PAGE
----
Florida family in middle of Delta needles-in-food crisis



Worldly attention was not what the Drogt family of Bradenton anticipated when they returned home Sunday from a two-week family vacation to Amsterdam.

But the sewing needles two members of the Drogt family nearly bit into in turkey and cheese sandwiches served on two separate Delta Air Lines flights from Amsterdam is a story that is getting plenty of attention.

"What are the odds that two members of the same family on different flights would be served sandwiches with needles?" said family friend Manny Zafiros.

William Drogt, 16, who attends Bradenton’s St. Stephen’s Episcopal School and is a tennis student at IMG Academies, along with his mother, Bradenton’s Karen Drogt and his sister, IMG-Pendleton graduate Carolyn Drogt, 20, all boarded Delta Flight 175 at 9 a.m. Sunday from Amsterdam bound for Atlanta.

Meanwhile, William and Carolyn’s dad and Karen’s husband, Dr. Jack Drogt, an internationally known orthopedic surgeon, boarded Delta Flight 259 an hour later bound for Minneapolis for a work appointment.

All four were served turkey and cheese sandwiches late in their flights as part of the airlines’ pre-arrival snack, the family said.

William and Dr. Drogt got one-and-one-quarter-inch-long sewing needles imbedded in their sandwiches.

Dr. Drogt put his needle in his mouth and told family members later he pulled it out thinking it was a bone.

Dr. Drogt told his story on a morning national TV show and the rest of the family may be asked to tell theirs later this week, the family said.

A Delta spokesman told The Associated Press that needles were found on six sandwiches on four flights, two flights from Atlanta and one to Minneapolis and Seattle. Passengers found four of the needles.

Half of the those passengers were members of the Drogt family from Bradenton.

The FBI and Amsterdam’s Schiphol Airport have opened criminal investigations, but the U.S. Transportation Security Administration does not view the matter as a threat to national security, according to the AP.

The sandwiches were made by Gate Gourmet, one of the world’s largest airline caterers.

William is just thankful he didn’t swallow the needle in his sandwich.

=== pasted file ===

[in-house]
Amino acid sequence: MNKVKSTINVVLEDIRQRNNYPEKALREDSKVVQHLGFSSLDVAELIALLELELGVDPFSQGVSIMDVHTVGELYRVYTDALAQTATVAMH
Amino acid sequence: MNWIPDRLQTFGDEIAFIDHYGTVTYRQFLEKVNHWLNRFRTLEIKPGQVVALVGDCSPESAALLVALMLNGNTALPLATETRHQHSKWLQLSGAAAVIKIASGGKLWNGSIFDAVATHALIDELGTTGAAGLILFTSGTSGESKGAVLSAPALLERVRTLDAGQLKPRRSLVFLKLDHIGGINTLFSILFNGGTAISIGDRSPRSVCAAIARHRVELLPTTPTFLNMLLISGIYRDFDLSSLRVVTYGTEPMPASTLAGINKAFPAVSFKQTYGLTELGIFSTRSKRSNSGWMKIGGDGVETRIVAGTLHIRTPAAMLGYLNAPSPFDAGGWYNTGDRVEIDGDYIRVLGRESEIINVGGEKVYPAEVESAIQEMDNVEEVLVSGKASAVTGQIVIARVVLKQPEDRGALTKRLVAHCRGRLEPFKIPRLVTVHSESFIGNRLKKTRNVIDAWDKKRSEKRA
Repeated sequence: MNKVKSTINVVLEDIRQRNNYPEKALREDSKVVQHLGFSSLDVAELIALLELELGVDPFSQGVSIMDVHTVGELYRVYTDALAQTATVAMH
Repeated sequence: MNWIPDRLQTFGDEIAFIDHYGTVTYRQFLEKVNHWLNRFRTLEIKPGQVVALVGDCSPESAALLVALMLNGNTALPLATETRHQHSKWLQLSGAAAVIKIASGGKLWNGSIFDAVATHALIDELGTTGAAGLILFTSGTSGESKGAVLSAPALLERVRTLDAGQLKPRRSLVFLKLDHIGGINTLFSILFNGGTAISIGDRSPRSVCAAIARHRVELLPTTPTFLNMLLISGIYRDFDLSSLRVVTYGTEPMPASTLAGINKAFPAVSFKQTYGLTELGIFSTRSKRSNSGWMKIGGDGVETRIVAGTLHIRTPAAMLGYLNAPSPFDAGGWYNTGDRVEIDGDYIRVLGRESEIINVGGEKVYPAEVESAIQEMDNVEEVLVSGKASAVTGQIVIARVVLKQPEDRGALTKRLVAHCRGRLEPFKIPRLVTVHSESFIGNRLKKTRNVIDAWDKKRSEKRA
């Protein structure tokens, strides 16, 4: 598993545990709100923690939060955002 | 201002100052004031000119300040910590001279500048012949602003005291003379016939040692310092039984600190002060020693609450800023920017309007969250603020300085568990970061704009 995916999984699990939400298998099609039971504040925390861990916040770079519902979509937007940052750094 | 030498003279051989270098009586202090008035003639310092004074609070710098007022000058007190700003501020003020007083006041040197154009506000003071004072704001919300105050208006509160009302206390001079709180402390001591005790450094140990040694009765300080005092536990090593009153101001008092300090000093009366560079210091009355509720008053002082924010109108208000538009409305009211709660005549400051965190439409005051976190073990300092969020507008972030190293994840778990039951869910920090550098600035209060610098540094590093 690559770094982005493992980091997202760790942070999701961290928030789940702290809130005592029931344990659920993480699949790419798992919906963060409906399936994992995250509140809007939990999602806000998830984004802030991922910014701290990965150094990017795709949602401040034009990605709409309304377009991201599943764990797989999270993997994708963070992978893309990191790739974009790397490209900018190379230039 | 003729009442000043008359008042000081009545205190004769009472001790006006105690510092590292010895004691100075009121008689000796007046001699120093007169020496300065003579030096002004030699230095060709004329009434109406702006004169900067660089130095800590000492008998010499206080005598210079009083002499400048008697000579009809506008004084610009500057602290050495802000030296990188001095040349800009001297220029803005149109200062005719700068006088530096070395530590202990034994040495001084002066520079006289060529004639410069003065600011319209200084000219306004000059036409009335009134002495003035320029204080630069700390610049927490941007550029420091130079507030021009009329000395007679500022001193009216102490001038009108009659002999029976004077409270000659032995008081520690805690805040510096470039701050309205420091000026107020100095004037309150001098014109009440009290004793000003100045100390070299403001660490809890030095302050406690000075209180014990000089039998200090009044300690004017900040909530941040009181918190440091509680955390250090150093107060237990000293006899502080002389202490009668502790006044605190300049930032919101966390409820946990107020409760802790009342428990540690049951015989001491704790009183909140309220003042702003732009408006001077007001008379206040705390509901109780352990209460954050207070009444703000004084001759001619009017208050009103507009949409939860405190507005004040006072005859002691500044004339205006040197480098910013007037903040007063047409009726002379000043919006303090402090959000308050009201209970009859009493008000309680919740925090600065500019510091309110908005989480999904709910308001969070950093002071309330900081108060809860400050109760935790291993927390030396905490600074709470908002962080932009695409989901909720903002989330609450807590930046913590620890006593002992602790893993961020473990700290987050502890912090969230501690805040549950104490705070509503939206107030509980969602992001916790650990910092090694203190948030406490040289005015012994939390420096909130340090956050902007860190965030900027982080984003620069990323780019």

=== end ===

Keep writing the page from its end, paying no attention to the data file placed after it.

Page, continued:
"If I had swallowed it I would have been in trouble because we were still over water," William said Tuesday.

Since it was dark in the cabin and he was watching a movie when he got his sandwich, his not eating the needle or being stabbed by it borders on the miraculous, he said.

Somehow, even he doesn’t know how, he looked down and saw the black tip of something in his sandwich.

"I thought it was like the lead from a mechanical pencil," William said.

What kind of makes up for the needle is that William enjoyed several visits this week from the FBI, whose agent took the needle that the flight attendant had wrapped for William in a paper towel after he found it in his food.

"I’ve always been interested that kind of thing," William said of FBI work. "That’s a cool job."

FBI Atlanta is conducting a criminal investigation and Dutch police and the Netherlands Food and Consumer Product Safety Authority also are investigating the incident, the paper reported.

William recalled Tuesday that the flight attendant had offered the sandwich or a salad.

"I wonder what might have been in the salad," William said.

Read more Top Stories stories from the Miami Herald

  • Florida Keys

    Scientists probe secrets of Dry Tortugas

    Scientists embark on NOAA research cruise to Dry Tortugas in Florida Keys

FILE--Nubia Barahona, 10, was found dead in the back of her adoptive father's pick-up truck in West Palm Beach on Valentines Day 2011

    Child Welfare

    Nubia Barahona’s adoptive sister sues DCF

    The adoptive sister of Nubia Barahona, the child whose gruesome death while under the care of her adoptive father and mother shook Florida a few years ago, filed a lawsuit on Monday against the Florida Department of Children & Families, a child welfare worker, and two former DCF investigators.

Miami-Dade Commissioner Audrey Edmonson is sponsoring an effort to expand the county’s anti-discrimination law to include transgender protections.

    Miami-Dade County

    Transgender protections come before Miami-Dade commission — again

    Two Miami-Dade commissioners will attempt for the second time to add transgender protections Tuesday to a county law that bans discrimination in government employment and the delivery of public services.

Miami Herald

Join the

The Miami Herald is pleased to provide this opportunity to share information, experiences and observations about what's in the news. Some of the comments may be reprinted elsewhere on the site or in the newspaper. We encourage lively, open debate on the issues of the day, and ask that you refrain from profanity, hate speech, personal comments and remarks that are off point. Thank you for taking the time to offer your thoughts.

The Miami Herald uses Facebook's commenting system. You need to log in with a Facebook account in order to comment. If you have questions about commenting with your Facebook account, click here.

Have a news tip? You can send it anonymously. Click here to send us your tip - or - consider joining the Public Insight Network and become a source for The Miami Herald and el Nuevo Herald.

Hide Comments

This affects comments on all stories.

Cancel OK

  • Marketplace

Today's Circulars

  • Quick Job Search

Enter Keyword(s) Enter City Select a State Select a Category